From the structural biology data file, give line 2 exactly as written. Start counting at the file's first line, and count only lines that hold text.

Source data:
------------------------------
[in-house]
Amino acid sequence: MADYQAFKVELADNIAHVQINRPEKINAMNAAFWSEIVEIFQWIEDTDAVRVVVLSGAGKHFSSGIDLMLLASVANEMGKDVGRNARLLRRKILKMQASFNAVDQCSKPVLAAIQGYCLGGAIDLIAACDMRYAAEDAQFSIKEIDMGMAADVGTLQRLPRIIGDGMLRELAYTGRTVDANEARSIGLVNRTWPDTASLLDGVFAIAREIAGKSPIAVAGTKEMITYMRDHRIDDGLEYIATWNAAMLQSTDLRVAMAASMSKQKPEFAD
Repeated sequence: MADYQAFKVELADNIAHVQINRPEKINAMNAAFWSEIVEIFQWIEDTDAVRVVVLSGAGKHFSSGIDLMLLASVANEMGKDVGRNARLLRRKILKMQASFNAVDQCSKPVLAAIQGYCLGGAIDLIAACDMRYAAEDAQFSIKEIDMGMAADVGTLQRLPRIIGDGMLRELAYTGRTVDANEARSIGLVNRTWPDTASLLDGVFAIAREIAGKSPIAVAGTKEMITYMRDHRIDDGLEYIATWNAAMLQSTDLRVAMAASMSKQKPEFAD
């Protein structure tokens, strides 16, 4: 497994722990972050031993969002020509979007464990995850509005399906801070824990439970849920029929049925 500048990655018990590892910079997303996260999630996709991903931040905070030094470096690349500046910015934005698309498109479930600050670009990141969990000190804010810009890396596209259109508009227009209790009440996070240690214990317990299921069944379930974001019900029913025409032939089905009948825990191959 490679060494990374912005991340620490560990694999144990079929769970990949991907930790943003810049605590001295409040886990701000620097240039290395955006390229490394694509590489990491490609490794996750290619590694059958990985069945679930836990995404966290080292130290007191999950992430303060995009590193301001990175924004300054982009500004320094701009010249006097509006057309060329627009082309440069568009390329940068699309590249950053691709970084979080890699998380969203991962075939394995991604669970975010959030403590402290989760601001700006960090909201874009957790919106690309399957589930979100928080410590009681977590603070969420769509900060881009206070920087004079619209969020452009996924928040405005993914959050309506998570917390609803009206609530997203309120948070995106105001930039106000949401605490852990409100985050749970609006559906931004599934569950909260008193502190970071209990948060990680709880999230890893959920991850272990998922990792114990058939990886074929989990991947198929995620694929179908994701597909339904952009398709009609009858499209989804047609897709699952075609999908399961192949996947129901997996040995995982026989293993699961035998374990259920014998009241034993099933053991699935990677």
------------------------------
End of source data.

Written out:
Amino acid sequence: MADYQAFKVELADNIAHVQINRPEKINAMNAAFWSEIVEIFQWIEDTDAVRVVVLSGAGKHFSSGIDLMLLASVANEMGKDVGRNARLLRRKILKMQASFNAVDQCSKPVLAAIQGYCLGGAIDLIAACDMRYAAEDAQFSIKEIDMGMAADVGTLQRLPRIIGDGMLRELAYTGRTVDANEARSIGLVNRTWPDTASLLDGVFAIAREIAGKSPIAVAGTKEMITYMRDHRIDDGLEYIATWNAAMLQSTDLRVAMAASMSKQKPEFAD